• the charity notified the Commissioner of its election to exclude these grants within 7 days of choosing to participate in JobKeeper (or within any further time we allow).
       
    5. The calculation includes amounts received by universities under the Higher Education Support Act 2003 or the Australian Research Council Act 2001.
    6. External Territories (for example, Norfolk Island) are treated as if they formed part of the indirect tax zone (that is, Australia).

    See also:

    • Law Companion Ruling LCR 2020/1 Paragraphs 20 to 33 JobKeeper payment – decline in turnover test, for more information on what supplies are relevant when calculating current GST turnover. Other parts of this ruling are only relevant to the original decline in turnover test.
    Government grants

    A government grant that is not for a supply, is not included in current GST turnover.

    A government grant that is for a supply, is included in current GST turnover unless you are an ACNC registered charity and have elected to exclude government grants.

    You can find information on whether a government grant is for a supply at GST and grants.

    See also:

    Accounting methods to determine when you make a supply

    Unlike the original decline in turnover test, there is now only one method you can use to determine when you make a supply. Supplies must be allocated to a period on a GST reporting basis, even if you are not registered for GST. We have limited the method you use to determine when you make a supply to make the calculation of current GST turnover simpler. This should reduce compliance costs for many entities.

    You allocate all your supplies in the same way as taxable supplies are allocated for GST.

    Entities registered for GST must report supplies made to a particular BAS according to either a cash basis or a non-cash basis of accounting. Depending on the GST accounting basis relevant to you, supplies should be allocated to a test period as follows:

    • Cash basis – supplies are considered made in the test period you received payment for them. If you receive part-payment for a supply in the test period, your supply is only taken to be made in the test period for the part of the payment you received.
    • Non-cash basis – supplies are considered made in the test period you received any payment, or when you issued an invoice if it was issued prior to receiving any payment. Special rules apply to sales that are made and paid for progressively or periodically. For example, if you lease equipment to someone for 12 months and they pay you monthly.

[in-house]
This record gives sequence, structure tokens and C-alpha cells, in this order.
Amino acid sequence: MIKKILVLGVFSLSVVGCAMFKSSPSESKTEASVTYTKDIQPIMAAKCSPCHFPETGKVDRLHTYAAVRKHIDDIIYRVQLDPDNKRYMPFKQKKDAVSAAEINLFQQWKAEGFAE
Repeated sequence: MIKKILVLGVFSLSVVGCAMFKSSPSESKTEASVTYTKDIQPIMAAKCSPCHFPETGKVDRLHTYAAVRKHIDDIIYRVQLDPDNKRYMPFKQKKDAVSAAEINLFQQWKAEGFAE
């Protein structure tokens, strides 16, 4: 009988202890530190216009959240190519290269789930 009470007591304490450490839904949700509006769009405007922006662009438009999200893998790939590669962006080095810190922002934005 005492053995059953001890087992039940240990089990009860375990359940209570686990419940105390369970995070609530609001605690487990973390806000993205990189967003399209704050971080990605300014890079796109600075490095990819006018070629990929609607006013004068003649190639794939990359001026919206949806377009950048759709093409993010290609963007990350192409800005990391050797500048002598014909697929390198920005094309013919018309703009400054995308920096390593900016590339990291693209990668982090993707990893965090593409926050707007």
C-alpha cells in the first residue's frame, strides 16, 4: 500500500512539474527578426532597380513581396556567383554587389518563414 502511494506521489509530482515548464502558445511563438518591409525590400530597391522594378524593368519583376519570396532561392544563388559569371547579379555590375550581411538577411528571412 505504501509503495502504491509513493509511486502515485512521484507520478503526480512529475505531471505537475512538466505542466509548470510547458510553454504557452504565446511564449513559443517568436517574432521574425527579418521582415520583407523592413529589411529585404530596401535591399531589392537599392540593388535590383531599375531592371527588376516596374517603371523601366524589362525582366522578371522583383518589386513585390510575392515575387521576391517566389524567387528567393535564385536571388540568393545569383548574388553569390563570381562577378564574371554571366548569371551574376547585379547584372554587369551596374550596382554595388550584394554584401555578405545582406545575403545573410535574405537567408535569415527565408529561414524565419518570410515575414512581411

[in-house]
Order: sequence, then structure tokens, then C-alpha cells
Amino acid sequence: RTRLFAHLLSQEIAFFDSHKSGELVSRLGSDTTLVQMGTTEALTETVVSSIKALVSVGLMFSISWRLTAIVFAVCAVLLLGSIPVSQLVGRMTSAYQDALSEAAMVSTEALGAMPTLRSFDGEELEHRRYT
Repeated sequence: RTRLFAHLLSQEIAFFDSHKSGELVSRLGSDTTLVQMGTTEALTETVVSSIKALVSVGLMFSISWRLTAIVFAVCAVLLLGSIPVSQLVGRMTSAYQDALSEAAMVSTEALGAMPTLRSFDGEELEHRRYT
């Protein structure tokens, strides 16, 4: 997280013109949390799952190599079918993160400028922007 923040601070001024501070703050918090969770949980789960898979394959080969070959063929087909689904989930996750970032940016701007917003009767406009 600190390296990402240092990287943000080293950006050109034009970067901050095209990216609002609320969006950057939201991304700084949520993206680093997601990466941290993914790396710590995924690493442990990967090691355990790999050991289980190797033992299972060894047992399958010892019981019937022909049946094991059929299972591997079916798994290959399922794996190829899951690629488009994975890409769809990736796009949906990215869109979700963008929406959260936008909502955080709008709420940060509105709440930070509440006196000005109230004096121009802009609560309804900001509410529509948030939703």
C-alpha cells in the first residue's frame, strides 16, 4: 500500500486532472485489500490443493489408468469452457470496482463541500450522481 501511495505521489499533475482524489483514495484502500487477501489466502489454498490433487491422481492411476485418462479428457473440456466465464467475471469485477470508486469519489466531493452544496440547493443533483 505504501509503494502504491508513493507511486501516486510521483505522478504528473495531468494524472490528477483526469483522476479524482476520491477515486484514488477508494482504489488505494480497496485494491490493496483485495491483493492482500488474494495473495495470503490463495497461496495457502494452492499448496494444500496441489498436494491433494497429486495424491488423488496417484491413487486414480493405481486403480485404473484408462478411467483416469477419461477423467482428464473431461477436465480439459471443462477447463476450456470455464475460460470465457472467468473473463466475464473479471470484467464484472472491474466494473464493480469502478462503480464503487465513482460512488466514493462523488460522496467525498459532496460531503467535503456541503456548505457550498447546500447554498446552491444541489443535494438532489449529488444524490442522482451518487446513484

See also:

    GST accounting basis that applies to you
    • If you are registered for GST for both test periods and have not changed your accounting basis for GST – you use the same accounting basis you used for preparing your business activity statements.
    • If you are not registered for GST during either test period – you can work out the time you made sales either on a cash basis or a non-cash basis but you must use the same accounting basis for both test periods.

    There are specific rules for all other entities to ensure the same GST accounting basis is applied to both test periods:

    • If you became registered for GST during the relevant comparison period, use your accounting basis that first applied to you.
    • If you changed your accounting basis during or after the start of the relevant comparison period, use your accounting basis from the first tax period of the relevant comparison period.
    • If you cancelled your GST registration during or after the relevant comparison period, use your accounting basis from the first tax period of the relevant comparison period.
    • If you registered for GST after the end of the relevant comparison period, use your accounting basis at the beginning of your turnover test period.

    Example 1 – Sales on a cash basis or non-cash basis

    Orchid Corner Florist is registered for GST with quarterly tax periods and accounts on a cash basis for GST. They also accounted for GST in 2019 throughout its relevant comparison period.

    Orchid Corner Florist makes a sale of flowers for $660 and is paid $330 (GST inclusive) in September and October. The $330 received in September is included in its business activity statement (BAS) for the July-September tax period. The $330 received in October is included in its BAS for the October-December tax period.

    To work out its current GST turnover for the September turnover test quarter, Orchid Corner Florist’s sale is treated as being made in the September quarter for payments received in September. Because it received half the payment in September, 50% of the sale is taken to be made in that period. The remaining GST exclusive amount, that is $300, is included in its December 2020 quarter.